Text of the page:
Robert Evans Home, Gwynedd, Pennsylvania, as it appeared in 1926.
Built in 1716.

This photograph, taken in 1927, shows the Robert Evans house just after restoration (removal of more modern construction). Inside, the house still had the original fire places, including an 11 foot wide kitchen hearth. A spring house is off to the right of the house. The steep pitched roof is typical of seventeenth century Welsh dwellings. The work crew doing the restoration discovered on the end of a large stone at the jamb of the first door that read at one end "R.E. 1716" and at the other end the inscription H.E. (for son Hugh).

 The article in question is from the magazine "The House Beautiful", January 1927 and was entitled "Restoring an old Welsh Farmhouse". It is reproduced below.

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Robert Evans (b. Wales about 1658, d. March 1738), the original owner, was one of the four Evans brothers who emigrated from Pennlyn, Merionethshire, Wales and settled in Gwynedd township in 1698. His wife was named Ellen. The Smith memorial, published about 40 years after he died says, "Some time before [Robert Evans] left his native country he forsook the national worship, and went to Friends' meetings, and soon after his arrival he entered into close fellowship and union with Friends. He was a very diligent frequenter of meetings. He had a gift for the ministry which was well received, as it was chiefly remarks on his own experience in religion." Robert died in the 1st month (March), 1738 and Thomas Chalkley, in his Journal says: "I was at the burial of Robert Evan of North Wales. He was upward of four score years of age, and one of the first settlers there; - a man who lived and died in the love of God and of his neighbors, of whom I believe it might be truly said, as our Saviour said of Nathaniel, 'Behold an Israelite indeed in whom there is not guile." He was a minister of Christ, full of divine and religious matter." (from Howard Jenkins, p. 88, Historical Collections of Gwynedd)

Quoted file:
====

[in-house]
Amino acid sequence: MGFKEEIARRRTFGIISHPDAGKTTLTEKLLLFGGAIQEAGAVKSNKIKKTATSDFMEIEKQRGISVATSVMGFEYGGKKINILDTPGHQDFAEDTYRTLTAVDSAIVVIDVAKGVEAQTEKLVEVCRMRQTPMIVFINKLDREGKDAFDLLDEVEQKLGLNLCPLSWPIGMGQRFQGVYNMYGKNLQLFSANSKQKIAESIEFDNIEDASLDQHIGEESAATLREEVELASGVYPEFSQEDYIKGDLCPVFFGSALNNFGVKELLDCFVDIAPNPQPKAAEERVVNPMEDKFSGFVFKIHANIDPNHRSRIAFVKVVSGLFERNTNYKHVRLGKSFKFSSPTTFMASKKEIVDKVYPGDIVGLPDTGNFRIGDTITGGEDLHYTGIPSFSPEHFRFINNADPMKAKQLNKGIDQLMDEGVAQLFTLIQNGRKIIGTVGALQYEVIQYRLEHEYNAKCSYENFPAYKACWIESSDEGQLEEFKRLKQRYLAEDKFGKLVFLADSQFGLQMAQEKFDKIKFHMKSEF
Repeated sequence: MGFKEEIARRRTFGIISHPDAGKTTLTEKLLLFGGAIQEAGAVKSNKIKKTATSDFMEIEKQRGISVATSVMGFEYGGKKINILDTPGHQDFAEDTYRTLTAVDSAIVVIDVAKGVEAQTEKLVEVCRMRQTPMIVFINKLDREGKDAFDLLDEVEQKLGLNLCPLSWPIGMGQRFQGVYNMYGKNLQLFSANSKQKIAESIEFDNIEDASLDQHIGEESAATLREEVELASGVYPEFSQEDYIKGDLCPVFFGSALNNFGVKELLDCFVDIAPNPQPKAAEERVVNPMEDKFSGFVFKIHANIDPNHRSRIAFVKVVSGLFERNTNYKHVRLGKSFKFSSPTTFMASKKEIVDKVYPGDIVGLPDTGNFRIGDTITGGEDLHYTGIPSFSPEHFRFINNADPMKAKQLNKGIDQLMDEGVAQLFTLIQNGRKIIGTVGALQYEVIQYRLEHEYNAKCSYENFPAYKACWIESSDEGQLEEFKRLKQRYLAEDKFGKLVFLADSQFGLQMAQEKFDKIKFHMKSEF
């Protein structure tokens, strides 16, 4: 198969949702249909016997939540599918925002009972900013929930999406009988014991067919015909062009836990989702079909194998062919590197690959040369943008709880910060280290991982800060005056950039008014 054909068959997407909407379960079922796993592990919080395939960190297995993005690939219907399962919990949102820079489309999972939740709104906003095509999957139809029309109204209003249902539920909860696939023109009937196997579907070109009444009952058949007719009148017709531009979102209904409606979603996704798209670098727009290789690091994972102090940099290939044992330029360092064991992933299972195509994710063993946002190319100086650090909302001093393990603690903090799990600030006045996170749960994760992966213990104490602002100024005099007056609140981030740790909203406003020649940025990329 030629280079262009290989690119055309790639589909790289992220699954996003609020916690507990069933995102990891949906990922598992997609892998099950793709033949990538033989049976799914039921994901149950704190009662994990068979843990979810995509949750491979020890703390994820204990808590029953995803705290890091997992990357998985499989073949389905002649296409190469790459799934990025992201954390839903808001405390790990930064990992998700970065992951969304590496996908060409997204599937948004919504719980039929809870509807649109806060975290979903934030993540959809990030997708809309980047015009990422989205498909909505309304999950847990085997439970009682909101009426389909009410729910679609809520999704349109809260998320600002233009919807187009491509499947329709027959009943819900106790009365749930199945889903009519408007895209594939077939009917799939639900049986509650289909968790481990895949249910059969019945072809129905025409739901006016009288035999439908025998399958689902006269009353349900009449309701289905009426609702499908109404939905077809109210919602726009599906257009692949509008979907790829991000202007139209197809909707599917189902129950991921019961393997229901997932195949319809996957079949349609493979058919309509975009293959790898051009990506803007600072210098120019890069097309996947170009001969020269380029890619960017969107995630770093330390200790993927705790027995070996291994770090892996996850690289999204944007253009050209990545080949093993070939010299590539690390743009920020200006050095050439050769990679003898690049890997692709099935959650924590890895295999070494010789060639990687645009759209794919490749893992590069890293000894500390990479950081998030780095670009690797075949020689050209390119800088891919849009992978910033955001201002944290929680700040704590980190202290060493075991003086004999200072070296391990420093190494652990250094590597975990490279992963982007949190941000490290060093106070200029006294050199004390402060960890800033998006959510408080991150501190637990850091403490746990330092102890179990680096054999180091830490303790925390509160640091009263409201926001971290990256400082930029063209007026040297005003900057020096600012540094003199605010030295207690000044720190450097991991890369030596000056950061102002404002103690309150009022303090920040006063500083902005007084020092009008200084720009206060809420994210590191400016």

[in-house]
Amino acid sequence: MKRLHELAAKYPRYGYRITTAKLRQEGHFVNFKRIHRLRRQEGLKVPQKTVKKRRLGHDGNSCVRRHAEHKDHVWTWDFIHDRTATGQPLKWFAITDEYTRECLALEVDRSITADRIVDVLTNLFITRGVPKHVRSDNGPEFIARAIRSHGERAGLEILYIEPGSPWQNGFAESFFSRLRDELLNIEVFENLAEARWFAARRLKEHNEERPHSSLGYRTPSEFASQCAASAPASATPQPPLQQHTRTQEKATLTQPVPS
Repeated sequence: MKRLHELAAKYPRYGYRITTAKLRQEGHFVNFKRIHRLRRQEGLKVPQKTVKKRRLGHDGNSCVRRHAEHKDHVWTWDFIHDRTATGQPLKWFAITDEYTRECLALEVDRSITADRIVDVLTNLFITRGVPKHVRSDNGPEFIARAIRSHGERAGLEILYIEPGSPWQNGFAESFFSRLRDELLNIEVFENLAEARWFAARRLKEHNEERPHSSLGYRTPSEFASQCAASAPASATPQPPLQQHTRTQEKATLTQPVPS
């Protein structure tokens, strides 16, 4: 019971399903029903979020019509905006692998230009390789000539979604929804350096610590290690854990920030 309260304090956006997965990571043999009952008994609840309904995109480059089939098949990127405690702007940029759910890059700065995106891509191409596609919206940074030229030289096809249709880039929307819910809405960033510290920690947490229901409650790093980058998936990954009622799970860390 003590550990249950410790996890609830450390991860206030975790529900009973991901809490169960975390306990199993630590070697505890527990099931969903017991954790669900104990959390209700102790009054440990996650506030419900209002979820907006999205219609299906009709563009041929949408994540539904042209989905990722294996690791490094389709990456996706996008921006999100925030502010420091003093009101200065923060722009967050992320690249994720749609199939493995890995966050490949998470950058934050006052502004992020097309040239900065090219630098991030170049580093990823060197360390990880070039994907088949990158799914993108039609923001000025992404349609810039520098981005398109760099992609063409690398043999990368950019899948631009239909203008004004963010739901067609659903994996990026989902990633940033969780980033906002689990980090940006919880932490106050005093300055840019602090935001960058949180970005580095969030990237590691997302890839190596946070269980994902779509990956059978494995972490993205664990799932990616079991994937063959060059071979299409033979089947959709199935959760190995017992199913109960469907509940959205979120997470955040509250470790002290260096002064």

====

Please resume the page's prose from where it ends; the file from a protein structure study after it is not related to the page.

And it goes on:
Before constructing this home his family undoubtedbly lived in a log house. His land (map) was over a thousand acres and stretched from Evans Road to Swedesford Road and from the Whitpain line to the present day junction of Dekalb Pike (US 202) and Meetinghouse Road. Not long after settlement he began to sell off parts of this large tract - to Cadwallader Roberts (before 1707) and John Davies (in 1707) among others. He owned the land on which stands the present day William Penn Inn and part of Foulkeways, and he donated the land on which stands Gwynedd Friends Meeting. From the initials H.E. found on the door sill, his son Hugh lived in the house with his father. Hugh Evans (married Margaret Roberts) died in 1734 before his father. Robert Evans sold the house to a relative, Amos Roberts (the great grandson of Robert's brother Thomas Evans and the nephew by marriage of son Hugh.) Amos on his death in 1792 passed it to his son George (m. Rachel), who sold it in 1835 to John Searl. In 1884 this house belonged to Silas White and the 1927 restoratation was done when the Shearer family owned the property.

1769 Gwynedd twp., Philadelphia County, tax list: Amos Roberts 184 acres, 3 horses, 8 cows, no servants or slaves, tax 20 pounds, 5 shillings, 4 d.

1776 Gwynedd twp., Philadelphia County, tax list: Amos Roberts 189 acres, 3 horses, 8 cows - note says he has 9 children

1790 census, Gwynedd, Montgomery Co., PA: 25-67 Roberts, Amos: 4 males 16 & up, 1 male <16, 6 females, 0 others, 0 slaves.

James A. Quinn, Historian, Gwynedd Friends Meeting